Jason Crow

U.S. Rep. Jason Crow, D-Aurora, speaks at a news conference on Capitol Hill in Washington on Jan. 17.

WASHINGTON — House Democrats are warming to gun-control legislation once considered risky for all but the safest incumbents, but remain uncertain whether they will vote this year on some of the more far-reaching bills.

In a sign of the changing political climate around gun-safety legislation, some of the more vulnerable House Democrats, including those who just ousted GOP incumbents, said they would support a ban on assault-style weapons. For Democrats, such legislation has long been considered a gamble, with its potential to trigger the wrath of the National Rifle Association and voters swayed by the gun lobby.

But after a midterm election in which 40 House Democratic challengers beat Republicans who had “A” ratings from the NRA, Democrats said the appetite had grown for taking up a ban on semiautomatic rifles described as assault weapons that operate on the same principles as semiautomatic handguns.

“I am a proponent of an assault-weapons ban and that’s borne of my experience as a hunter and as an Army Ranger,” said Rep. Jason Crow, D-Aurora, who defeated former GOP Rep. Mike Coffman, who was A-rated by the NRA, in November.

Crow said the political pressure had eased on swing-district Democrats to oppose tighter gun regulations.

“I’m proof that in Colorado, a state that has a long history and heritage of responsible gun ownership, and in a swing district like mine, that you can lead” by supporting gun-control measures, he said.

Rep. Angie Craig (D., Minn.), a gun owner who beat GOP Rep. Jason Lewis in November, also said she planned to sign on, as did Rep. Matt Cartwright, a Democrat whose Pennsylvania district Trump won in 2016.

The Republican-controlled Senate is unlikely to bring up any of the gun bills passed by the House this year, although advocates are hopeful public pressure will build on the chamber to act.

House Democrats haven’t decided whether their gun-control agenda this year will include the more historically contentious measures, most prominently the assault-weapons ban. This week, the House Judiciary Committee is scheduled to vote on legislation to expand background checks to more commercial sales and private transfers, with the goal of flagging people with criminal or mental-health histories that disqualify them from gun ownership.

House Speaker Nancy Pelosi (D., Calif.) said Thursday she expected the background-checks bill would come this month to the House floor, where it is likely to pass easily. The legislation is seen as the least controversial of gun-control measures that can pick up the broadest swath of support.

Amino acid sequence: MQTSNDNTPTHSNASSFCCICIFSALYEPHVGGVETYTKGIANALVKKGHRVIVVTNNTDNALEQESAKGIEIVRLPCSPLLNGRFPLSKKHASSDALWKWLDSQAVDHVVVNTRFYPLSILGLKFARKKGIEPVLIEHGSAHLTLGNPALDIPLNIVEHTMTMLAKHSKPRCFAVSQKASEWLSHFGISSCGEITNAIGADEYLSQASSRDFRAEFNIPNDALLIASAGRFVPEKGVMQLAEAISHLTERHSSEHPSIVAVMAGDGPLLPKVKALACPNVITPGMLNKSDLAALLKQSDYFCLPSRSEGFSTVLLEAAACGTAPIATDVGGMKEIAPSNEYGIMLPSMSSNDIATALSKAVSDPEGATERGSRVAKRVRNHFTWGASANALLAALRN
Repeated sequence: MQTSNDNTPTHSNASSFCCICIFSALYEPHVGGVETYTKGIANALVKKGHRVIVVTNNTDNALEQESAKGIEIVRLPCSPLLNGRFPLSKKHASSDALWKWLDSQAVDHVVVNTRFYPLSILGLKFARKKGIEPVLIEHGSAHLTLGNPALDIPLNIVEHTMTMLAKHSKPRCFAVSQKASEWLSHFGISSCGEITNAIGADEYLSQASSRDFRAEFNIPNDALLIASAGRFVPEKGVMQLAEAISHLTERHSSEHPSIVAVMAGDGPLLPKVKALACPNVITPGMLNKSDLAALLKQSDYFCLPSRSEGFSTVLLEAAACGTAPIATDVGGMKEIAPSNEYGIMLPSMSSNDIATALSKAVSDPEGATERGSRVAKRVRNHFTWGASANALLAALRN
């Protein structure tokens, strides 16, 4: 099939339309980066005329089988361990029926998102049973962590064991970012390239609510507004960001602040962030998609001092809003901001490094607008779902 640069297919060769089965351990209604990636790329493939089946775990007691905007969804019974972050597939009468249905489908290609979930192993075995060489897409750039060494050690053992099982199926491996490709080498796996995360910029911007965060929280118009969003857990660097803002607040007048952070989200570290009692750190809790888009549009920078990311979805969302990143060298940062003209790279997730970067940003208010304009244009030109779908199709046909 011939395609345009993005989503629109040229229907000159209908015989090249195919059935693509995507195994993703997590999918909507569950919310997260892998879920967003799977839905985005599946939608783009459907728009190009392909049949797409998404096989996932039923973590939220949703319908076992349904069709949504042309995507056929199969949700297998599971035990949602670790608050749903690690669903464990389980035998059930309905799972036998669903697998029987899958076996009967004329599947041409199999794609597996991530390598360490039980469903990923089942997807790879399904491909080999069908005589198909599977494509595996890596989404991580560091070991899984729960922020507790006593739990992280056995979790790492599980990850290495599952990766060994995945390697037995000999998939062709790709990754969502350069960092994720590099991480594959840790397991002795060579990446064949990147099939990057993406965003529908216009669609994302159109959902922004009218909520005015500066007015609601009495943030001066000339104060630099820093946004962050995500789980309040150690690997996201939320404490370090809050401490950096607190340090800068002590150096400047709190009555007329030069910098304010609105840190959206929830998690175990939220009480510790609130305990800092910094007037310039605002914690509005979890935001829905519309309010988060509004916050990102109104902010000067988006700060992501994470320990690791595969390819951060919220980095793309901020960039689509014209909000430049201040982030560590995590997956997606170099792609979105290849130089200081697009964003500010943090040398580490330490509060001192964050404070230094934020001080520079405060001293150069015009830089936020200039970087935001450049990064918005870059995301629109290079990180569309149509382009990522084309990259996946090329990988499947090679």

But after the background-checks bill, House Democrats haven’t decided which of the many other gun-control bills being introduced should make their way to the floor.

“We want to start with the very obvious and very smart thing to do, which is close the background-check loophole,” said freshman Rep. Madeleine Dean (D., Pa.), a member of the House Judiciary Committee. Beyond that, “we’re going to methodically go through this and make sure the evidence and the data supports that which we can bring to the floor and get passed.”

House Democrats are discussing legislation codifying President Trump’s regulation banning bump stocks, devices that allow certain guns to fire as quickly as fully automatic weapons, as well as measures prohibiting people convicted of crimes related to dating violence from possessing firearms. Federal law prohibits people convicted of domestic violence from accessing guns, but that doesn’t apply to dating partners who don’t live together or have children together.

Ms. Dean has introduced legislation that would  update laws aimed at ensuring that guns with plastic components can’t evade metal detectors. Her bill would prohibit the possession of any firearm that couldn’t be spotted by devices such as those used in airports.

Many Democrats also plan to push for increased spending for gun-violence research by the Centers for Disease Control and Prevention. Last March, Congress partially altered the 1996 ban, known as the Dickey Amendment, which the CDC had interpreted as a blanket prohibition on gun-violence research, but lawmakers haven’t yet boosted funding for that effort.

Rep. Jim Himes (D., Conn.) introduced legislation that would provide incentives for gun manufacturers to develop firearms with biometric-safety technology such as fingerprint locks, that would ensure only its rightful owner could operate it. And Rep. David Cicilline (D., R.I.) said he planned to reintroduce the assault weapons ban.

The original 1994 law banned certain semiautomatic weapons and set a limit on high-capacity magazines. When the prohibition expired in 2004, Congress, then controlled by Republicans, didn’t renew it.

Democrats said they weren’t sure yet if a new assault-rifle ban would make it to the House floor, since it is less likely than other measures to get any GOP support.

“I would support an assault-weapons ban, but I’m not sure that really moves the needle in a huge way,” Himes said. And Republicans predicted bringing it to the floor would backfire with voters.

“I fully expect the Democratic House majority to overreach,” said Rep. Steve Stivers (R., Ohio), the former chairman of House Republicans’ campaign arm. “Middle America includes a lot of people who happen to be sportsmen.”

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